In 2009, Frank published an updated version of the book himself for Amazon’s Kindle, as well as a digitally printed paperback edition under his own press name (Stuyvesant Street Press) and the book has been doing quite decently.  One assumes that there are a fairly large number of people today who are interested in and knowledgeable about the history of modern computing and the computer industry.  Enough for an author, if not for a commercial publisher to make a reasonable profit from publishing this book digitally.

Currently Frank writes for Wired, where he has been a contributing editor for almost ten years.  Before this assignment, he was a contributing writer at Fortune, writing about Hollywood and global media conglomerates, he’s also been at Esquire, Premiere and Travel + Leisure, and has written for the New York Times Magazine among many other magazines.  And he began his writing career at the Village Voice covering the emerging punk scene in Lower Manhattan in the ’70s.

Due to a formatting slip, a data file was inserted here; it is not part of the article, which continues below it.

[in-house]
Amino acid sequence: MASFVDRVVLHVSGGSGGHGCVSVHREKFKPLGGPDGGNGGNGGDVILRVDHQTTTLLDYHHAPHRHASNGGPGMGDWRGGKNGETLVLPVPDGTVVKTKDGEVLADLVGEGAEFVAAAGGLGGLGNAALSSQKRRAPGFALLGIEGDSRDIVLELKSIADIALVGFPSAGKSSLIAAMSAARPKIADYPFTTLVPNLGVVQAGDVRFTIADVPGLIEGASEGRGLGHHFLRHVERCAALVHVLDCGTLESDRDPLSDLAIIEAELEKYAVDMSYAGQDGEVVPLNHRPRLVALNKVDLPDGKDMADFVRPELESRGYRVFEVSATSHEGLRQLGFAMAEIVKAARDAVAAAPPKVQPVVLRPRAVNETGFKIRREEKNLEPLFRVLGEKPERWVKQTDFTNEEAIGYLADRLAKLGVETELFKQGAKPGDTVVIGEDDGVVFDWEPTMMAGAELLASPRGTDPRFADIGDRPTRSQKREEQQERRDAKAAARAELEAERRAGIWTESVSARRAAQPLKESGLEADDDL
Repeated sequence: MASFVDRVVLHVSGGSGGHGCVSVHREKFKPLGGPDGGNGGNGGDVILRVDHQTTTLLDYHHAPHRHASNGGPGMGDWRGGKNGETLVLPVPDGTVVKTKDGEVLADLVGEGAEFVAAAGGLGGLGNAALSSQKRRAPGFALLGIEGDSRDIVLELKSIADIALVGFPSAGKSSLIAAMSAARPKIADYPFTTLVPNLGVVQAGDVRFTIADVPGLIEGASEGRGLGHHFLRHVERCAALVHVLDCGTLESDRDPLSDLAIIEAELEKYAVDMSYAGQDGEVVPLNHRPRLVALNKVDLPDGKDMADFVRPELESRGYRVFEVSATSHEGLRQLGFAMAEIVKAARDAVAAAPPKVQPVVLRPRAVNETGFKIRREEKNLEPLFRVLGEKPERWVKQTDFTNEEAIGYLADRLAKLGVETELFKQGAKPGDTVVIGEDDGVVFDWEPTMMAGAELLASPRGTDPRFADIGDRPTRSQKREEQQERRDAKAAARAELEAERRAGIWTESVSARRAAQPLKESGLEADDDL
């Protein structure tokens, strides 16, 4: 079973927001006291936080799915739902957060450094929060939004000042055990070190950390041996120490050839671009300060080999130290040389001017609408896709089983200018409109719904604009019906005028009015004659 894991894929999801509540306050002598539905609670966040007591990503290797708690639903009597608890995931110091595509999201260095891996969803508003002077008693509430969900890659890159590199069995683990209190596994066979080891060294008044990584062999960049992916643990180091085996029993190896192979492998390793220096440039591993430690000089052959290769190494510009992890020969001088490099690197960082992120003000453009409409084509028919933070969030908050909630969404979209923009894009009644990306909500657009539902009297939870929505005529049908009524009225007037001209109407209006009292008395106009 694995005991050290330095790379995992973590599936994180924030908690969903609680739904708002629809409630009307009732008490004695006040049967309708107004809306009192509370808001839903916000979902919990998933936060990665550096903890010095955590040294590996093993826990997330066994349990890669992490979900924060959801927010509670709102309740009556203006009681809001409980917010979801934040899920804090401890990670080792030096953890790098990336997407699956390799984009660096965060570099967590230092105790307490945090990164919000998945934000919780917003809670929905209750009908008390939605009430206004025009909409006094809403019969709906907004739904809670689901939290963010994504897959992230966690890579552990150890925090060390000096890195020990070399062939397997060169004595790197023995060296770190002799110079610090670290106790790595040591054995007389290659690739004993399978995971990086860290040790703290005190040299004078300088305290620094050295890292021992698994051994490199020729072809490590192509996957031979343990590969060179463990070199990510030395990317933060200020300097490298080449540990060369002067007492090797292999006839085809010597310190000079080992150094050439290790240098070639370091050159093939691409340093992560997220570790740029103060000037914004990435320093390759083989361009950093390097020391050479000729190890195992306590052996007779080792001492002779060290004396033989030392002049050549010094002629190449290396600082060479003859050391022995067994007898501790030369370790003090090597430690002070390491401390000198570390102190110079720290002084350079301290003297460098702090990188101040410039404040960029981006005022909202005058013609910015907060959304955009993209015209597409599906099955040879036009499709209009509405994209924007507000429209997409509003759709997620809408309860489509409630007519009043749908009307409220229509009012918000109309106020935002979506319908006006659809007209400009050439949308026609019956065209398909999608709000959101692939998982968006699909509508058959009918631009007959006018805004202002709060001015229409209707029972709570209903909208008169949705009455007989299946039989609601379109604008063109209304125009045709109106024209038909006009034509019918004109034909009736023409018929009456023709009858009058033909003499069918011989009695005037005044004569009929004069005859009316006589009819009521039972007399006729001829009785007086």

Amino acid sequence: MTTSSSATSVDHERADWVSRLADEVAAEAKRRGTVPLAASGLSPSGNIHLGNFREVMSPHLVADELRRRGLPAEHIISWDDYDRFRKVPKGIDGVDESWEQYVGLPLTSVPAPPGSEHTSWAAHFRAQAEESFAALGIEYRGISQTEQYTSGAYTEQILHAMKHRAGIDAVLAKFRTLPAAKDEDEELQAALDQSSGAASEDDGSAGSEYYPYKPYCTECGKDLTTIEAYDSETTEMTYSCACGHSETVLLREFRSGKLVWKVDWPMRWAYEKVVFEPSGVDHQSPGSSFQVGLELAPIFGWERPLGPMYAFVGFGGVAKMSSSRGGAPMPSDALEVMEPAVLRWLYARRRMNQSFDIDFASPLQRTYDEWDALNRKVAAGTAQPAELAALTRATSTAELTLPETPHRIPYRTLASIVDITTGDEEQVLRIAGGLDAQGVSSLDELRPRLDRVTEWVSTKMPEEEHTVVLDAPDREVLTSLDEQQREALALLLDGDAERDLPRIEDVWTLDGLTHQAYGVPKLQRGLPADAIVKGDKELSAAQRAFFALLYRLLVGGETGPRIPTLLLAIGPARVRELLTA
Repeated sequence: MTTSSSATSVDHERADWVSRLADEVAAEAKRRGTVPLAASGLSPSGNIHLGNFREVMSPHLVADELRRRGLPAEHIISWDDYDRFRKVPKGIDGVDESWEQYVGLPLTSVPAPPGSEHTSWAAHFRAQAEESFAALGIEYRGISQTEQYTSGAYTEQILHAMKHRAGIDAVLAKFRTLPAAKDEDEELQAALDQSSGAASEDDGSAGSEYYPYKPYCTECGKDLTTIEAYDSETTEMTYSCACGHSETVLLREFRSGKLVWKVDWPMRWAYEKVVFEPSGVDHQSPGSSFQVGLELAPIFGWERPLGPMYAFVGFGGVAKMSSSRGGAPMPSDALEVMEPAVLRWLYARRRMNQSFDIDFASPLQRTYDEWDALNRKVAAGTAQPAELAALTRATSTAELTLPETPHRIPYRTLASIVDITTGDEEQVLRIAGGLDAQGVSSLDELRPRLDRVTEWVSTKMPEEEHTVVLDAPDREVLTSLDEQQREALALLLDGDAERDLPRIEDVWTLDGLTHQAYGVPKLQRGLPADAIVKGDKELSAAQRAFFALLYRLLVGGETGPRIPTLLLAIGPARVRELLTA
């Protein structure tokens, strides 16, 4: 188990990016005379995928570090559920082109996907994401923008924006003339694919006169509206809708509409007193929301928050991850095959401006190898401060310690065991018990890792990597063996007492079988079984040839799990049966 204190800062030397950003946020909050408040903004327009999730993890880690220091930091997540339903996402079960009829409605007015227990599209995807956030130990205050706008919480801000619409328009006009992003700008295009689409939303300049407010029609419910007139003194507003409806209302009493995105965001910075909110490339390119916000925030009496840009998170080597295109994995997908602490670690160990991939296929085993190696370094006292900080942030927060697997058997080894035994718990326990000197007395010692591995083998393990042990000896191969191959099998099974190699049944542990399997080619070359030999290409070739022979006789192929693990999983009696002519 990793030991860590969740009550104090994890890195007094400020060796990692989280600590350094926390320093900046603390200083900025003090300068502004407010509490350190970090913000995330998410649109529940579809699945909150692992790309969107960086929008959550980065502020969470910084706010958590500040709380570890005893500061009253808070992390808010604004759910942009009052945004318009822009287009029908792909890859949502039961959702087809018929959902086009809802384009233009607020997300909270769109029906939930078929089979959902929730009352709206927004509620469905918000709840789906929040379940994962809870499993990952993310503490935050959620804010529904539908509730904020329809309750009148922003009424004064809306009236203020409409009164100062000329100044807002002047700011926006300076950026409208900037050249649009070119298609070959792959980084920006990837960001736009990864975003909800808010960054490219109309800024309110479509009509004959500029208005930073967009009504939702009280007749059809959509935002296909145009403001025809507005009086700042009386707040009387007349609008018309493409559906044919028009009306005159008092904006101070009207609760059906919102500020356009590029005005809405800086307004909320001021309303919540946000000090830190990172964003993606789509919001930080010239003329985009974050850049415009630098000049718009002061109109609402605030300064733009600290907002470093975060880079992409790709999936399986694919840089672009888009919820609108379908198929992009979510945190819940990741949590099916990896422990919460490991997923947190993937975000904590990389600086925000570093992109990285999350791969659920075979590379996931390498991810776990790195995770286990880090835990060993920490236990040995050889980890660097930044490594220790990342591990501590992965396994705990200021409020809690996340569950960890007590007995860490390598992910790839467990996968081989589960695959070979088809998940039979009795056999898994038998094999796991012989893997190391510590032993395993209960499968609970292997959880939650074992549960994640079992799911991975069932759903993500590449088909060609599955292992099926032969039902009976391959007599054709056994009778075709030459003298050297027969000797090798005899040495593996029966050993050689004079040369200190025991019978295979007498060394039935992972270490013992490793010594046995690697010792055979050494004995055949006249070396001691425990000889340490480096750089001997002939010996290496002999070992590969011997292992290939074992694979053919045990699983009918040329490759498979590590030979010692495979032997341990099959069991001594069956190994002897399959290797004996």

Chances are good that Frank Rose’s experience as an author turned publisher will be reflective of a myriad of similar authors in the next few years.  And perhaps will indicate some interesting opportunities for other segments within the publishing ecosystem. I think this conversation will be interesting to many in the book business who are thinking about how roles are changing in publishing, especially as digital publishing creates so many new opportunities for easy distribution to readers.

More on Frank Rose here.  More on West of Eden at Amazon.

Publishing Talks: David Wilk interviews Matt Bell

In this series of interviews, called Publishing Talks, I have been talking to book industry professionals and other smart people about the future of publishing, books, and culture.  This is a period of disruption and change for all media businesses.  We must wonder now, how will publishing evolve as our culture is affected by technology, climate change, population density, and the ebb and flow of civilization and  economics?